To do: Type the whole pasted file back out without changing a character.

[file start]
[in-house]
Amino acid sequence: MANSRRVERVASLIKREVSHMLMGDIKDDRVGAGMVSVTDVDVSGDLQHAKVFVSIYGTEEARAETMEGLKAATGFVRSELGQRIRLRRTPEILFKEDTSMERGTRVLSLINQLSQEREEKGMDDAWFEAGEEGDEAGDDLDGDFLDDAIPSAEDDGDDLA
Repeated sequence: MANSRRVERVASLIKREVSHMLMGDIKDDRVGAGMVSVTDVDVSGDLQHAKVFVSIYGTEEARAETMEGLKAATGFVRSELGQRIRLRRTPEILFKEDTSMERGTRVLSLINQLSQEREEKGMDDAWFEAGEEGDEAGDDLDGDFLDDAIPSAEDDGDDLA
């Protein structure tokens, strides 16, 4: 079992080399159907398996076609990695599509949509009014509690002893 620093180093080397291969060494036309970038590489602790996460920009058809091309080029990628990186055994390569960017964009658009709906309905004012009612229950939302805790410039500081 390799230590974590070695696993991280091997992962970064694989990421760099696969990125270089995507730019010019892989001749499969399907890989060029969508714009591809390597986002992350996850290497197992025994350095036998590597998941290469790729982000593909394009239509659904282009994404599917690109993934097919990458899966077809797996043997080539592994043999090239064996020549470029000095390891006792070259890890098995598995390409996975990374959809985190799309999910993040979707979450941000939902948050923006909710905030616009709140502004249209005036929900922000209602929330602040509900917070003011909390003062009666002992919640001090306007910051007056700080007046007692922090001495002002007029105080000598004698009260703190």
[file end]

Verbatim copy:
[in-house]
Amino acid sequence: MANSRRVERVASLIKREVSHMLMGDIKDDRVGAGMVSVTDVDVSGDLQHAKVFVSIYGTEEARAETMEGLKAATGFVRSELGQRIRLRRTPEILFKEDTSMERGTRVLSLINQLSQEREEKGMDDAWFEAGEEGDEAGDDLDGDFLDDAIPSAEDDGDDLA
Repeated sequence: MANSRRVERVASLIKREVSHMLMGDIKDDRVGAGMVSVTDVDVSGDLQHAKVFVSIYGTEEARAETMEGLKAATGFVRSELGQRIRLRRTPEILFKEDTSMERGTRVLSLINQLSQEREEKGMDDAWFEAGEEGDEAGDDLDGDFLDDAIPSAEDDGDDLA
């Protein structure tokens, strides 16, 4: 079992080399159907398996076609990695599509949509009014509690002893 620093180093080397291969060494036309970038590489602790996460920009058809091309080029990628990186055994390569960017964009658009709906309905004012009612229950939302805790410039500081 390799230590974590070695696993991280091997992962970064694989990421760099696969990125270089995507730019010019892989001749499969399907890989060029969508714009591809390597986002992350996850290497197992025994350095036998590597998941290469790729982000593909394009239509659904282009994404599917690109993934097919990458899966077809797996043997080539592994043999090239064996020549470029000095390891006792070259890890098995598995390409996975990374959809985190799309999910993040979707979450941000939902948050923006909710905030616009709140502004249209005036929900922000209602929330602040509900917070003011909390003062009666002992919640001090306007910051007056700080007046007692922090001495002002007029105080000598004698009260703190």